An Event Controller logs and services different types of system events. These include interrupts, which occur asynchronously to program flow, as well as exceptions, which occur synchronously with program flow. Exceptions can be generated, for instance, when access is attempted to protected memory. Interrupt service routines are often the most critical code blocks, and they must be treated as such, garnering a place in the fastest memory available. As we’ll discuss, programmable event prioritization is a key enabler to successful management of real-time systems.

Specialized instructions can accelerate specific processing routines, such as Viterbi decoding or video pixel processing. Although these are assembly-level instructions, ideally they can be accessed through intrinsics included with the processor’s C/C++ compiler.

Instruction and data caches on-chip allow the option to relieve the programmer from much of the burden of memory management, at the expense of reduced determinism. Still, hardware features like lockable cache lines and cache/SRAM partitioning provide some extra degree of control while preserving, to a large extent, a simplified programming model. For the highest degree of code and data memory control, DMA overlays from external memory can be employed, at the expense of higher complexity.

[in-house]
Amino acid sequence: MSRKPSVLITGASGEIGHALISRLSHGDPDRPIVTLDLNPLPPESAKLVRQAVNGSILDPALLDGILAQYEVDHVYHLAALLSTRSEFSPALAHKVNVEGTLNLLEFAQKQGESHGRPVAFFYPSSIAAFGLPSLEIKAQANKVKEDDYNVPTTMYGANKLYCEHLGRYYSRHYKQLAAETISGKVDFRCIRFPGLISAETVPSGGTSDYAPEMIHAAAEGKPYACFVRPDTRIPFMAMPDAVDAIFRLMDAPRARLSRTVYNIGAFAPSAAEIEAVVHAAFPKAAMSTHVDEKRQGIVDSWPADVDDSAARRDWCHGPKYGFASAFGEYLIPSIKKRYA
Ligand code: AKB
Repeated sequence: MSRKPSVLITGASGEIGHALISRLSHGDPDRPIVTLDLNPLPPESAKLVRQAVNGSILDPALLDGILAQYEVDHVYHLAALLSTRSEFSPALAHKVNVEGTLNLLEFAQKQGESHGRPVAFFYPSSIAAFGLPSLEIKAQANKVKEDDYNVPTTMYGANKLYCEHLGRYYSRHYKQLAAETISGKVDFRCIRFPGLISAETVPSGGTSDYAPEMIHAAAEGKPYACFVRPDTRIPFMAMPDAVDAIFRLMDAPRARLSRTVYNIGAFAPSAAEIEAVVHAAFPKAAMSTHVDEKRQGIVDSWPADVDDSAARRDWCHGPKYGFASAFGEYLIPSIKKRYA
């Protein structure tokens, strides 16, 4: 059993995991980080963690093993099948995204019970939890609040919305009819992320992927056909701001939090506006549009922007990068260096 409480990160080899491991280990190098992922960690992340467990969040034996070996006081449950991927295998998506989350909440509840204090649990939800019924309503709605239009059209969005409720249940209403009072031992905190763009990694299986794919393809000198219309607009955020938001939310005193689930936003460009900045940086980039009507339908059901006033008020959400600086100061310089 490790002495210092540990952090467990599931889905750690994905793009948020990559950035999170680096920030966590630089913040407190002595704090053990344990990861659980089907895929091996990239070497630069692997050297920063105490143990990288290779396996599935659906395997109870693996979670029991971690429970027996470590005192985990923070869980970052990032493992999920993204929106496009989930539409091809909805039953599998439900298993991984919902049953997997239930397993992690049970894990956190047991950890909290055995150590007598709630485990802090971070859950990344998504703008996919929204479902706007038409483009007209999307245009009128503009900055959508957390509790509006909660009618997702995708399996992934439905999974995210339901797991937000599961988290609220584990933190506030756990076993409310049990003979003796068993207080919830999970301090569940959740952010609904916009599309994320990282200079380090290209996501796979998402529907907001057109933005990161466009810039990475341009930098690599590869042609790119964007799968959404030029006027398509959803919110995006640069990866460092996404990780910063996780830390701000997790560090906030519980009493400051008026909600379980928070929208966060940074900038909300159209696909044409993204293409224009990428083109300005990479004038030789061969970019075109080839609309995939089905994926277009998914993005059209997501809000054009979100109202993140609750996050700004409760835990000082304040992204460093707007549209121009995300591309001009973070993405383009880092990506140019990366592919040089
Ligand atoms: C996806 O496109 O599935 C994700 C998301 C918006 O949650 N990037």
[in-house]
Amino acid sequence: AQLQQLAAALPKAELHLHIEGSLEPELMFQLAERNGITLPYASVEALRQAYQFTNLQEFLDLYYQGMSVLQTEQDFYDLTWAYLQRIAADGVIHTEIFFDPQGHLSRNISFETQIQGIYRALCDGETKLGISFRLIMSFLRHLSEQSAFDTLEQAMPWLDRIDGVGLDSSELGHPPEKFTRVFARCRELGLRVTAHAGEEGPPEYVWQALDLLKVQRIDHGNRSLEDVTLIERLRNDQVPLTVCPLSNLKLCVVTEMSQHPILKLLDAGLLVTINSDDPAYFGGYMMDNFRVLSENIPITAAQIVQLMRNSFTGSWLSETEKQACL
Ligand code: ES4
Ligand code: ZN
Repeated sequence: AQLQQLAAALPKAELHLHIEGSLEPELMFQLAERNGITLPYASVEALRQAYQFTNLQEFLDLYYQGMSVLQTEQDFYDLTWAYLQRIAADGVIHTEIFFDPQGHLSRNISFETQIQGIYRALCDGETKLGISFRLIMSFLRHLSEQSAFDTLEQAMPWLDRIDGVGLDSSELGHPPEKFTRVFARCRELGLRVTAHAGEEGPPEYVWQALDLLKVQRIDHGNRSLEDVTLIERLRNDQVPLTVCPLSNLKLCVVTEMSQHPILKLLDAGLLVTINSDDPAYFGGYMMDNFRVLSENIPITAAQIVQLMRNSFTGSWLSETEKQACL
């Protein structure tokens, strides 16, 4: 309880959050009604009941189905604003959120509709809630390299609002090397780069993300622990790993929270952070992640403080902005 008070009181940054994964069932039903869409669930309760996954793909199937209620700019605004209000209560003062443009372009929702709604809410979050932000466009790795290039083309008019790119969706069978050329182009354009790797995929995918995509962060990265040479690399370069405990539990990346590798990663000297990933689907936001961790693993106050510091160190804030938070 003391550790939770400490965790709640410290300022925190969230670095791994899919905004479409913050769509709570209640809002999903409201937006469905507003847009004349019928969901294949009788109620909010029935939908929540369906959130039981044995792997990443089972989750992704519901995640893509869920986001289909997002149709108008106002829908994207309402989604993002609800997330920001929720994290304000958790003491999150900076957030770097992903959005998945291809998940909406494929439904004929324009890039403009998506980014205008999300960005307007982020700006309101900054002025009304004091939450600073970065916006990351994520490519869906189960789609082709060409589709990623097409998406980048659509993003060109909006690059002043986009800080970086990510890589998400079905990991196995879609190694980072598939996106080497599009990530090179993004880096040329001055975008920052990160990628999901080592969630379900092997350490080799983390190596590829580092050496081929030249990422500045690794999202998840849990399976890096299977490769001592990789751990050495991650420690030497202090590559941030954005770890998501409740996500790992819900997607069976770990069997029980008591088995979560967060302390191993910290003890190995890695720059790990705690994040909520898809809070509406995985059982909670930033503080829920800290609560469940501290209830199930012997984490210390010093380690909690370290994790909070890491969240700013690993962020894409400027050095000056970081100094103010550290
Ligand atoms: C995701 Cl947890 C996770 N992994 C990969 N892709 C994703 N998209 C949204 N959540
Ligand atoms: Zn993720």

A Memory Management Unit (MMU) can take many forms, and it can be an invaluable tool for preserving and enforcing application boundaries. For instance, separate Supervisor and User modes can exclude access to processor resources like internal register space and interrupt service routines, in order to prevent malicious or accidental corruption when running an application. As another example, the properties of memory regions (cacheability control and memory access protection) can be explicitly defined.

Dynamic Power Management is a multi-tiered approach to processor power control that regulates transitions between different PLL modes (Full On, Sleep, Hibernate, etc.), core and system clock frequency changes, and core voltage adjustments. It provides this functionality to help the developer achieve a critical goal – to run the processor at the minimum power level attainable for a given point in an application.

Software-based enablers